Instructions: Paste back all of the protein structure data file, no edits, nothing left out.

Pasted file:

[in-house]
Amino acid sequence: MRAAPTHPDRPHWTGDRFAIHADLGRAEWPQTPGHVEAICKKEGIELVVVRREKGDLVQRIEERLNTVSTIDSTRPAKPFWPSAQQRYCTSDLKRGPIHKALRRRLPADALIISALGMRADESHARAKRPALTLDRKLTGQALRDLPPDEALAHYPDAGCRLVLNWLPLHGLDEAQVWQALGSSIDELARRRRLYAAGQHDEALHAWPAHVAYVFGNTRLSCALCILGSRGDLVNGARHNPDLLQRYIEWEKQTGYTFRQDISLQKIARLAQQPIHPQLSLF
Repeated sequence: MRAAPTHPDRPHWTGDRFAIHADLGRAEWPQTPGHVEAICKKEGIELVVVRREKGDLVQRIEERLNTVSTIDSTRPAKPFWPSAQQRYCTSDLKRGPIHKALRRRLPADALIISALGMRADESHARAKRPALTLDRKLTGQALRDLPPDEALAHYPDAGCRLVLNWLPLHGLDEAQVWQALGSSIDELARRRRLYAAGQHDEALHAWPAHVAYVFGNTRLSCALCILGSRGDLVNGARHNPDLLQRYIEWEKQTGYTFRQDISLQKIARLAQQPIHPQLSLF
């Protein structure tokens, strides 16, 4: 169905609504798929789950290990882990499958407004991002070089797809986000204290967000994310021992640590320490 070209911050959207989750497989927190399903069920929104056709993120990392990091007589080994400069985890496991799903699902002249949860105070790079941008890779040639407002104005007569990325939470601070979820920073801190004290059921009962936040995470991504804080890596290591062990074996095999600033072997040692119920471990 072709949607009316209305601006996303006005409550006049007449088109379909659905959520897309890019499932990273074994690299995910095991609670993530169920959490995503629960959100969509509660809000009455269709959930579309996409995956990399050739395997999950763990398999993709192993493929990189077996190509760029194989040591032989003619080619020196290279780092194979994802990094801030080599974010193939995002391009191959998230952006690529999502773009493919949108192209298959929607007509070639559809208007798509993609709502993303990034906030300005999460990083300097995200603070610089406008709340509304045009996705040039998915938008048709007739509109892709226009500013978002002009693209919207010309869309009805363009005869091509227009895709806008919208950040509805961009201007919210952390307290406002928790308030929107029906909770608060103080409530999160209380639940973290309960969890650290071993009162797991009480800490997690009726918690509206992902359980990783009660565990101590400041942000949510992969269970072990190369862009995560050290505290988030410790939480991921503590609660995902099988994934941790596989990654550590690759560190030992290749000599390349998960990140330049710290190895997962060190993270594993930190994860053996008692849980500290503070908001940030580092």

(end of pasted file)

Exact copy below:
[in-house]
Amino acid sequence: MRAAPTHPDRPHWTGDRFAIHADLGRAEWPQTPGHVEAICKKEGIELVVVRREKGDLVQRIEERLNTVSTIDSTRPAKPFWPSAQQRYCTSDLKRGPIHKALRRRLPADALIISALGMRADESHARAKRPALTLDRKLTGQALRDLPPDEALAHYPDAGCRLVLNWLPLHGLDEAQVWQALGSSIDELARRRRLYAAGQHDEALHAWPAHVAYVFGNTRLSCALCILGSRGDLVNGARHNPDLLQRYIEWEKQTGYTFRQDISLQKIARLAQQPIHPQLSLF
Repeated sequence: MRAAPTHPDRPHWTGDRFAIHADLGRAEWPQTPGHVEAICKKEGIELVVVRREKGDLVQRIEERLNTVSTIDSTRPAKPFWPSAQQRYCTSDLKRGPIHKALRRRLPADALIISALGMRADESHARAKRPALTLDRKLTGQALRDLPPDEALAHYPDAGCRLVLNWLPLHGLDEAQVWQALGSSIDELARRRRLYAAGQHDEALHAWPAHVAYVFGNTRLSCALCILGSRGDLVNGARHNPDLLQRYIEWEKQTGYTFRQDISLQKIARLAQQPIHPQLSLF
């Protein structure tokens, strides 16, 4: 169905609504798929789950290990882990499958407004991002070089797809986000204290967000994310021992640590320490 070209911050959207989750497989927190399903069920929104056709993120990392990091007589080994400069985890496991799903699902002249949860105070790079941008890779040639407002104005007569990325939470601070979820920073801190004290059921009962936040995470991504804080890596290591062990074996095999600033072997040692119920471990 072709949607009316209305601006996303006005409550006049007449088109379909659905959520897309890019499932990273074994690299995910095991609670993530169920959490995503629960959100969509509660809000009455269709959930579309996409995956990399050739395997999950763990398999993709192993493929990189077996190509760029194989040591032989003619080619020196290279780092194979994802990094801030080599974010193939995002391009191959998230952006690529999502773009493919949108192209298959929607007509070639559809208007798509993609709502993303990034906030300005999460990083300097995200603070610089406008709340509304045009996705040039998915938008048709007739509109892709226009500013978002002009693209919207010309869309009805363009005869091509227009895709806008919208950040509805961009201007919210952390307290406002928790308030929107029906909770608060103080409530999160209380639940973290309960969890650290071993009162797991009480800490997690009726918690509206992902359980990783009660565990101590400041942000949510992969269970072990190369862009995560050290505290988030410790939480991921503590609660995902099988994934941790596989990654550590690759560190030992290749000599390349998960990140330049710290190895997962060190993270594993930190994860053996008692849980500290503070908001940030580092």